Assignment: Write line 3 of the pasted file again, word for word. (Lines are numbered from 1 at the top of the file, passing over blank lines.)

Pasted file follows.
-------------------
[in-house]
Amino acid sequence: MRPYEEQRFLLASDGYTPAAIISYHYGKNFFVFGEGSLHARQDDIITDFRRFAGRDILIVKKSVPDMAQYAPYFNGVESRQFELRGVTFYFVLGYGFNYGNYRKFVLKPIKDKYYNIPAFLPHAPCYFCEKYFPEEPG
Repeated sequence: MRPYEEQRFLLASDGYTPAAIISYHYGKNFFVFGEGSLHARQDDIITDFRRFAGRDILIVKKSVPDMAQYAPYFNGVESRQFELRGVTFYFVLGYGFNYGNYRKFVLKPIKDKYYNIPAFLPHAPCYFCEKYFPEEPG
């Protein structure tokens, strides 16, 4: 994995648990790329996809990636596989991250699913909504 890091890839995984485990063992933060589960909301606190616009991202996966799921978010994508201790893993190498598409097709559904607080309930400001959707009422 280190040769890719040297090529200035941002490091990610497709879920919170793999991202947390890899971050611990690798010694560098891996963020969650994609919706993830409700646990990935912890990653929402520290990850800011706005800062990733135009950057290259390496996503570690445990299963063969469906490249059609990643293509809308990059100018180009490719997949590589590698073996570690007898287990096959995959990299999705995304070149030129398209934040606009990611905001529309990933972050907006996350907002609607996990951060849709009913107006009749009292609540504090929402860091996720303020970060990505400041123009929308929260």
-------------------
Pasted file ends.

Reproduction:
Repeated sequence: MRPYEEQRFLLASDGYTPAAIISYHYGKNFFVFGEGSLHARQDDIITDFRRFAGRDILIVKKSVPDMAQYAPYFNGVESRQFELRGVTFYFVLGYGFNYGNYRKFVLKPIKDKYYNIPAFLPHAPCYFCEKYFPEEPG